Mark Chavez

Mark Chavez

Learning how to learn.

Storing sessions in JavaScript

February 05, 2020

There are three ways of storing sessions in your browser.

  1. Local Storage
  2. Session Storage
  3. Cookies

In this article, I’ll try to explain their differences so next time we’re asked this question, we can reason better and choose the most useful of the options.

What is Local Storage?

Local Storage means using localStorage to store your key-value pair in the browser. When using this way of storing, you don’t lose the data even when:

  • Closing and re-opening a browser tab.
  • Closing and re-opening a browser.
  • Restarting the computer.

The only way a data can be removed from the local storage is either using localStorage.removeItem to remove a specific key-value pair or clearing the browser memory.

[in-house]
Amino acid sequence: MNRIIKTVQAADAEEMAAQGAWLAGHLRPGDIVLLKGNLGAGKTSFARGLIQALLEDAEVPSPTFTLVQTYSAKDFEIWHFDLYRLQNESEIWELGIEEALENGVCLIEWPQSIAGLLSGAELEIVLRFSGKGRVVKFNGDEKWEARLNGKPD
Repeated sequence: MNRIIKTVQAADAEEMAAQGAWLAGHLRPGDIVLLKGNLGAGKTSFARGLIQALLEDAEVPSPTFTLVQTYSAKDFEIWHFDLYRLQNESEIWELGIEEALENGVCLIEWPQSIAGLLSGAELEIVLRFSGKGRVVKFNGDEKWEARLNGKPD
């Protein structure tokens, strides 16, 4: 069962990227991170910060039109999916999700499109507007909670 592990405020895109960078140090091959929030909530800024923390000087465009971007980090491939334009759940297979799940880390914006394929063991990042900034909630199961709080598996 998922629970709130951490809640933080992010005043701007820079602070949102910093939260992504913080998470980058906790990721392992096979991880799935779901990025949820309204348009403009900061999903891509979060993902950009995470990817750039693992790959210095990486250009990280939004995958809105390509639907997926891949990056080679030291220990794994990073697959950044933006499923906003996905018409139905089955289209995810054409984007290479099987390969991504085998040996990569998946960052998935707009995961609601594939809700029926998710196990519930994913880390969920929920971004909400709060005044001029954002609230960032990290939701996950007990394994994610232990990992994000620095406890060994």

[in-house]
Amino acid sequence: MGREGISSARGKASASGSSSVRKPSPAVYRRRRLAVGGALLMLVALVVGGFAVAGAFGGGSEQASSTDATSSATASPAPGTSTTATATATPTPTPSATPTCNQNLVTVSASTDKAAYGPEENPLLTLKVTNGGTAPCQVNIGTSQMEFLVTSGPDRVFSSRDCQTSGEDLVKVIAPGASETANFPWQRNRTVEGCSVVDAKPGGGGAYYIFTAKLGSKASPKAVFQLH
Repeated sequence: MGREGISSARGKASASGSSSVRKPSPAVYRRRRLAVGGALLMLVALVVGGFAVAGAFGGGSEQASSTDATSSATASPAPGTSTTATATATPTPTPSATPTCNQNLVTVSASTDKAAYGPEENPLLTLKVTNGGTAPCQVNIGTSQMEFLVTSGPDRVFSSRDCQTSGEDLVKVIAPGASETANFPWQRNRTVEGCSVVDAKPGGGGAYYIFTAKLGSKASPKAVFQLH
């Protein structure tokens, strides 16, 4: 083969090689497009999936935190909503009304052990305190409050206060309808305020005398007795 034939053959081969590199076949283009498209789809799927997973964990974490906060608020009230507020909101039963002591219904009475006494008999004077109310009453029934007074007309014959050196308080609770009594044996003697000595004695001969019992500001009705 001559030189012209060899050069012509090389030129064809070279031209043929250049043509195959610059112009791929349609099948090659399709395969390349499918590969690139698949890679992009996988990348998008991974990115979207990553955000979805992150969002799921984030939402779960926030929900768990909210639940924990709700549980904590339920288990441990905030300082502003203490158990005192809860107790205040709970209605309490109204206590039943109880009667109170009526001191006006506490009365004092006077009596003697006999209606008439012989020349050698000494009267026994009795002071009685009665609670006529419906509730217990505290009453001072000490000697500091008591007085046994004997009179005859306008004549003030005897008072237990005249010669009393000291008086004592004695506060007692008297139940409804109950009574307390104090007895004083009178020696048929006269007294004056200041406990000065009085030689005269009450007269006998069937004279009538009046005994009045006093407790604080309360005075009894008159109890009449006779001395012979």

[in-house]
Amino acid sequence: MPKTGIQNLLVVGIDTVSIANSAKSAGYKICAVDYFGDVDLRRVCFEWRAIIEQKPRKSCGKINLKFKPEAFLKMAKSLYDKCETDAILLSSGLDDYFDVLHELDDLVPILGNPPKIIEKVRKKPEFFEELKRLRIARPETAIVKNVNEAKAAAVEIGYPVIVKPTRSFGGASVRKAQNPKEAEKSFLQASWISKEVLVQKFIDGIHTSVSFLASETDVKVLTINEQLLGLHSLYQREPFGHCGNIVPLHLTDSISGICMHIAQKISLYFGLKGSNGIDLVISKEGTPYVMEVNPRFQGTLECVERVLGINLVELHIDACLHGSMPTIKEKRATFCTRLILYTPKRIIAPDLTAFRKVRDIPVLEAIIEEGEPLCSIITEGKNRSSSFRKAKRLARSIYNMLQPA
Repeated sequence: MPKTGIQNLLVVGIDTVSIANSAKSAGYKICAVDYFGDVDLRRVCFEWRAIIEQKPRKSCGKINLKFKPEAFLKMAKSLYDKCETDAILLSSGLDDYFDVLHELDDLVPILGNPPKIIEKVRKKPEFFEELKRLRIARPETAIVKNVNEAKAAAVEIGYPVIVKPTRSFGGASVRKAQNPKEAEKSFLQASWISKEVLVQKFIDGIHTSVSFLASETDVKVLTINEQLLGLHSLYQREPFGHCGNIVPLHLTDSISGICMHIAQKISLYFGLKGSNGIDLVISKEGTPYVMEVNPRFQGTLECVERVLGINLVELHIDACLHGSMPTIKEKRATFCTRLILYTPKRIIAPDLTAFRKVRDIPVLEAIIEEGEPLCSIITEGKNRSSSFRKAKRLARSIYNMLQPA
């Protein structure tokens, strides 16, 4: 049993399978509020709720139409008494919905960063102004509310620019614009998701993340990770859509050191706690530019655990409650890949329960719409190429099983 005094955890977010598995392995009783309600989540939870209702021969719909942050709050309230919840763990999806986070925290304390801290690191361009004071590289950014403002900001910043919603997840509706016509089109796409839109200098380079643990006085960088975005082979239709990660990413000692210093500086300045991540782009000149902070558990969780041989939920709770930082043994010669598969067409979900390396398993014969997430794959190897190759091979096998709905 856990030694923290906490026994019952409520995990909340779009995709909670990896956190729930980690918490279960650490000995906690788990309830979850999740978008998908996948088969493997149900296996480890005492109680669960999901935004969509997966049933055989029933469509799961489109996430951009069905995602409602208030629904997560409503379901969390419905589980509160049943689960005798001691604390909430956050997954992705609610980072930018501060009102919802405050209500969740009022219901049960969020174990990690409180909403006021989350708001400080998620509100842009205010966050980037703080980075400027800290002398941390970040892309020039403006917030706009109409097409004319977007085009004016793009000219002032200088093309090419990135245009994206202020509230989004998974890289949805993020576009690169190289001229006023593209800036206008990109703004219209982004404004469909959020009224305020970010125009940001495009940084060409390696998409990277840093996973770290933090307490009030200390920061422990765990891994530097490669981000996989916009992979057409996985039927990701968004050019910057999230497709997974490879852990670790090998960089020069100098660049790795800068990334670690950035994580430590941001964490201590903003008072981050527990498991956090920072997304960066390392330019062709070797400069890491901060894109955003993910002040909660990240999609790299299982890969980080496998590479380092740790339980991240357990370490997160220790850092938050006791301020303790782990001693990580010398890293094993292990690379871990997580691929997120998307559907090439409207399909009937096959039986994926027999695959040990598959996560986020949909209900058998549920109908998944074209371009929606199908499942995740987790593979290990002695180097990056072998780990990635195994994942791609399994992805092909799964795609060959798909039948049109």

Session Storage

This type of storing is a bit far from what localStorage is.

  • The data survives a browser page refresh
  • Re-opening a browser tab or re-opening a browser removes the data
  • Restarting the computer removes the data

Because of this limitation, sessionStorage is used less compared to localStorage.


Amongst the three options, I’d say cookies is the most efficient way of storing sessions. It has the same similarities with localStorage but the special thing about cookies is that it is automatically sent on every HTTP request — which only a web server can access. It allows us to store data better and most especially for complex cases like a multi-step registration form where each step goes to the web server.

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